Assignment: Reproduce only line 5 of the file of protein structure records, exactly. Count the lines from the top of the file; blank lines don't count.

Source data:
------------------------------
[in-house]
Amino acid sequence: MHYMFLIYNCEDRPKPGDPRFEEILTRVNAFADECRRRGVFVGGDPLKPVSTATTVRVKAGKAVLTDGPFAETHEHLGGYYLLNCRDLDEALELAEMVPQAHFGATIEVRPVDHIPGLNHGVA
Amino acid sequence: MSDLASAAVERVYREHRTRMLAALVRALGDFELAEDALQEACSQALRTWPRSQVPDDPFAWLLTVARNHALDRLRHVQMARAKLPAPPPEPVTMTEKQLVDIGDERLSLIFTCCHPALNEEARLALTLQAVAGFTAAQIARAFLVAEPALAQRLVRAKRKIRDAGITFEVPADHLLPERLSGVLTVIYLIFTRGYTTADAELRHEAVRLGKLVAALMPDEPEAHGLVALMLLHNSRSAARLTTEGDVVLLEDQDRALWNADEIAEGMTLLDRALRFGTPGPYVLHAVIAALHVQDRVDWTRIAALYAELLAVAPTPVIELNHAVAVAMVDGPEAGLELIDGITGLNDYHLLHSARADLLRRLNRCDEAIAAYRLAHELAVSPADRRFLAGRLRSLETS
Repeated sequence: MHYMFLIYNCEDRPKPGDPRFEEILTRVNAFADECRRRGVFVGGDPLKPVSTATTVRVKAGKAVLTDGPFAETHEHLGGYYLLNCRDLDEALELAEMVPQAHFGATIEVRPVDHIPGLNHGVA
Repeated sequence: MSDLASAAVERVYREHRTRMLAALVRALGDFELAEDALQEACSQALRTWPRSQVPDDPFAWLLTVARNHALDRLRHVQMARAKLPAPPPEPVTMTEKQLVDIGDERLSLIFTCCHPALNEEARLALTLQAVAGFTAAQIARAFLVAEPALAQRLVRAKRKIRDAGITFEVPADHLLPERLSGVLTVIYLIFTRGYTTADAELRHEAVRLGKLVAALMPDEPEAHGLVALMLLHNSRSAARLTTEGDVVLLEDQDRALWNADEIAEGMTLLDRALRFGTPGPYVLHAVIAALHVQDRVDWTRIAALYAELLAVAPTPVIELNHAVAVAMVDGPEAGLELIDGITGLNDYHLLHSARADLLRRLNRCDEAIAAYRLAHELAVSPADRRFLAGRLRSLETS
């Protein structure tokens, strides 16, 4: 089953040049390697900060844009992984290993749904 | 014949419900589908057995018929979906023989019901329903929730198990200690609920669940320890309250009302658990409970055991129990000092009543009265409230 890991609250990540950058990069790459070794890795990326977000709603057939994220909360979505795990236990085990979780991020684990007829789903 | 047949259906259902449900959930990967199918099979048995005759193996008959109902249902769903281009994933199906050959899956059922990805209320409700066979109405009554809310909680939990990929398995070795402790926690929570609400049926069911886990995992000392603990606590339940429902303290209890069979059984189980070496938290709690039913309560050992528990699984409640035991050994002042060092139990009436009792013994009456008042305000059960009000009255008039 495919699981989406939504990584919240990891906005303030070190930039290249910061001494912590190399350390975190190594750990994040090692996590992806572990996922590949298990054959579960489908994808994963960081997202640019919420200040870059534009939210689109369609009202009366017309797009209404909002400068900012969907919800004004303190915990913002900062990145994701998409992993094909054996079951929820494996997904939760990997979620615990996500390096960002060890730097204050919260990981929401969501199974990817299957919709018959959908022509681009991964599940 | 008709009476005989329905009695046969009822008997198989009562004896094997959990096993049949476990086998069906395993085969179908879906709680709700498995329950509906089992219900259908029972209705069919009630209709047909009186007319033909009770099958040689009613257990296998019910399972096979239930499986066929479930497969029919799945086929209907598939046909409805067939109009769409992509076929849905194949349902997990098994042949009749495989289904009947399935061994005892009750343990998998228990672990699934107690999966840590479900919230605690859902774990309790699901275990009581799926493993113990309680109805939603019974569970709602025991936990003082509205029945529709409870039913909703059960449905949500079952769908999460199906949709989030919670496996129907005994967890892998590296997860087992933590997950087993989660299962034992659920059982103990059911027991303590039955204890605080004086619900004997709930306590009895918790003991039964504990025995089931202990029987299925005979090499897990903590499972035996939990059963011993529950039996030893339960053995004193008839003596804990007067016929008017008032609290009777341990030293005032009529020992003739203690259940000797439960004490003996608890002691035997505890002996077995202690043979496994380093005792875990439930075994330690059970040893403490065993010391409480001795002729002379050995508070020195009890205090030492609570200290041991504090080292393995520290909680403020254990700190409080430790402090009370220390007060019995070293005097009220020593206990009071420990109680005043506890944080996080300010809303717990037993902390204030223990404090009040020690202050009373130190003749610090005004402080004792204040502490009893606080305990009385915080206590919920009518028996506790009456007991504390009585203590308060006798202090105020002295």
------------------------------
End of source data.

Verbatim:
Repeated sequence: MSDLASAAVERVYREHRTRMLAALVRALGDFELAEDALQEACSQALRTWPRSQVPDDPFAWLLTVARNHALDRLRHVQMARAKLPAPPPEPVTMTEKQLVDIGDERLSLIFTCCHPALNEEARLALTLQAVAGFTAAQIARAFLVAEPALAQRLVRAKRKIRDAGITFEVPADHLLPERLSGVLTVIYLIFTRGYTTADAELRHEAVRLGKLVAALMPDEPEAHGLVALMLLHNSRSAARLTTEGDVVLLEDQDRALWNADEIAEGMTLLDRALRFGTPGPYVLHAVIAALHVQDRVDWTRIAALYAELLAVAPTPVIELNHAVAVAMVDGPEAGLELIDGITGLNDYHLLHSARADLLRRLNRCDEAIAAYRLAHELAVSPADRRFLAGRLRSLETS